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Variability-aware architecture level optimization techniques for robust nanoscale chip design

Computers & Electrical Engineering
DOI: 10.1016/j.compeleceng.2013.11.026
  • Design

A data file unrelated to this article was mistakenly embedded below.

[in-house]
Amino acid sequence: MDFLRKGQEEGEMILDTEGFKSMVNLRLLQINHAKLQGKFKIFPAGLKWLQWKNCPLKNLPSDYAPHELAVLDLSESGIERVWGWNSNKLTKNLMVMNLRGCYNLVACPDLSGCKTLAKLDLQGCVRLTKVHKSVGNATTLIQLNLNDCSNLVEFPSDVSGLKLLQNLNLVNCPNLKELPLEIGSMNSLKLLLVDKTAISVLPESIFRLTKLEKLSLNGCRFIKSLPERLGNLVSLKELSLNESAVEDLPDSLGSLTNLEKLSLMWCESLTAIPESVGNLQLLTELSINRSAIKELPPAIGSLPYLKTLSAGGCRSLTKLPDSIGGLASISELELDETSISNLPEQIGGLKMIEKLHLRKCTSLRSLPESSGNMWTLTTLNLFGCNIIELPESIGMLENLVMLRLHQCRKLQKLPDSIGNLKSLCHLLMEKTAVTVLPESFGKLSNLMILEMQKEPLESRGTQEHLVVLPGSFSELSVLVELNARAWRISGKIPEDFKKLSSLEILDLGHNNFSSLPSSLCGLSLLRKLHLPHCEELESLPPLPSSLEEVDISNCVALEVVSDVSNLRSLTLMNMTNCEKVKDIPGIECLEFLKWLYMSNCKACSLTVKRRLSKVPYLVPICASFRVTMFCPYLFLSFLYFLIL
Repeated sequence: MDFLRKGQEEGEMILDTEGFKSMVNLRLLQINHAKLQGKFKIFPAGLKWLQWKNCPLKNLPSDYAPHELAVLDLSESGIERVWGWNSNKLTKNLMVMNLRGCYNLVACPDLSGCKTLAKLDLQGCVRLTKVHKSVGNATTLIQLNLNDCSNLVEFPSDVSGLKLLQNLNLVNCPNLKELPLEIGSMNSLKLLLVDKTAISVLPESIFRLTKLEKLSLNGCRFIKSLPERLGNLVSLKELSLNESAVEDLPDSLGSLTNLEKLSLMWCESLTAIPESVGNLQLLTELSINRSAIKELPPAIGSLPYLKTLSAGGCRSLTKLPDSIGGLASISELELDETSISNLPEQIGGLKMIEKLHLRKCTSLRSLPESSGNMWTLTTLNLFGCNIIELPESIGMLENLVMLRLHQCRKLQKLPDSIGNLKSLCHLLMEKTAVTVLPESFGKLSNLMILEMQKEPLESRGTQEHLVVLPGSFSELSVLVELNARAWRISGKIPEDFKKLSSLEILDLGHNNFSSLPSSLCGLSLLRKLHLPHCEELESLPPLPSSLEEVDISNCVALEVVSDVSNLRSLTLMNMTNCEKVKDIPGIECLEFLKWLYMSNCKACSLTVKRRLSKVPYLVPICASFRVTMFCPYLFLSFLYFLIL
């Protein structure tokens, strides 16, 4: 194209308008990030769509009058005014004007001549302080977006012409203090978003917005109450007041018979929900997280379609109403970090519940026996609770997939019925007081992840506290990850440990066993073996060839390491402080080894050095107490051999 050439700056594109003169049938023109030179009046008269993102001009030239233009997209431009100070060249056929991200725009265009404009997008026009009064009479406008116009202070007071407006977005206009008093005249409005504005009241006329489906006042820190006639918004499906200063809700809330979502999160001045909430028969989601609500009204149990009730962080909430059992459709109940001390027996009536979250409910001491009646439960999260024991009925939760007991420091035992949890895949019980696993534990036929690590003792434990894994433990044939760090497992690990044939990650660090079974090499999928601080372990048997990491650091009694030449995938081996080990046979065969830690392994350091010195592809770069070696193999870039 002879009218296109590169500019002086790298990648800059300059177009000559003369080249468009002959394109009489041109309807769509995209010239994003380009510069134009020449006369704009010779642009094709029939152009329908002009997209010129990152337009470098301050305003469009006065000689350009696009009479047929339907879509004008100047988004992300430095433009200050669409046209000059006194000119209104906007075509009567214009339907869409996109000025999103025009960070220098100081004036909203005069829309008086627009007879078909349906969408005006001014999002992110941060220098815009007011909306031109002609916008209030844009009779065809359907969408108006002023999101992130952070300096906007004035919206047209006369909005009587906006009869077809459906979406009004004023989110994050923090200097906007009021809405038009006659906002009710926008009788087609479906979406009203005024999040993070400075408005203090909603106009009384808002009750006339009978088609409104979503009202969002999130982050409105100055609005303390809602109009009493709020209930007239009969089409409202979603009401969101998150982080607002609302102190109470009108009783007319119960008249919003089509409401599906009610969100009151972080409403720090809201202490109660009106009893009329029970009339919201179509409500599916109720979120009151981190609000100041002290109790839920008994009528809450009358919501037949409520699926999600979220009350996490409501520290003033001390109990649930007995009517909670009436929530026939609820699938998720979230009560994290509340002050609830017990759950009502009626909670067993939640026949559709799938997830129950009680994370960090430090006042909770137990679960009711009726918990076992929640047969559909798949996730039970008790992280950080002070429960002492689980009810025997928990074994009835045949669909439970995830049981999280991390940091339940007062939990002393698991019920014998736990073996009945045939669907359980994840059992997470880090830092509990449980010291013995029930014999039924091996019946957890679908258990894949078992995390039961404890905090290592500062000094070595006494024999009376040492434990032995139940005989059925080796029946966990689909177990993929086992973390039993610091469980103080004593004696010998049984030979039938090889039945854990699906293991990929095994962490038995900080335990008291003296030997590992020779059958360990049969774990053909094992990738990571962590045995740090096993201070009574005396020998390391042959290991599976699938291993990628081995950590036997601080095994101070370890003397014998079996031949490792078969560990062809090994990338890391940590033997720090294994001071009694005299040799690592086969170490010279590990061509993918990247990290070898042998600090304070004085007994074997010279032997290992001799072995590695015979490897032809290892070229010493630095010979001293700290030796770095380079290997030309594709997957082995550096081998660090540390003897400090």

Abstract The design space for nanoscale CMOS circuits is vast, with multiple dimensions corresponding to process variability, leakage, power, thermal, reliability, security, and yield considerations. These design issues in the form of either objectives or constraints can be handled at various levels of digital design abstraction, such as architectural, logic and transistor. At the architectural level (a.k.a. Register-Transfer Level, RTL), there is a balanced degree of freedom for fast design exploration by exploring various values of design parameters. Correct design decisions at an early phase of the design cycle ensure that design errors are not propagated to lower levels of circuit abstraction, where it is costly to correct them. Moreover, design optimization at higher levels of abstraction provides a convenient way to deal with design complexity, facilitates design verification, and increases design reuse through intellectual property (IP) cores. To achieve power-performance trade-offs, different architectural-level techniques have been proposed in the existing literature. This paper will briefly discuss selected RTL techniques which account for process variation. These existing approaches handle the optimization of different power components independently but do not effectively account for the inherent variation of process and design parameters. Thus, in this paper, a novel process variation aware statistical RTL optimization approach is presented. Assuming dual values of Tox,Vth, and VDD, gate-oxide leakage, subthreshold leakage, dynamic power, and performance are estimated for architectural units. Statistical variations in the parameters (Tgate,Vth,VDD, and Leff), are explicitly taken into account by using Monte Carlo simulations while characterizing the architectural units. The proportion of values of gate-oxide and subthreshold leakage and dynamic power in the total power consumption of these units is then analyzed. This analysis in essence gives a relative and integrated perspective of various power-performance tradeoffs against the baseline case, thus serving as a guideline to help designers make appropriate decisions. Experiments on several benchmarks show a significant reduction in gate-oxide and subthreshold leakage, dynamic, and total power.

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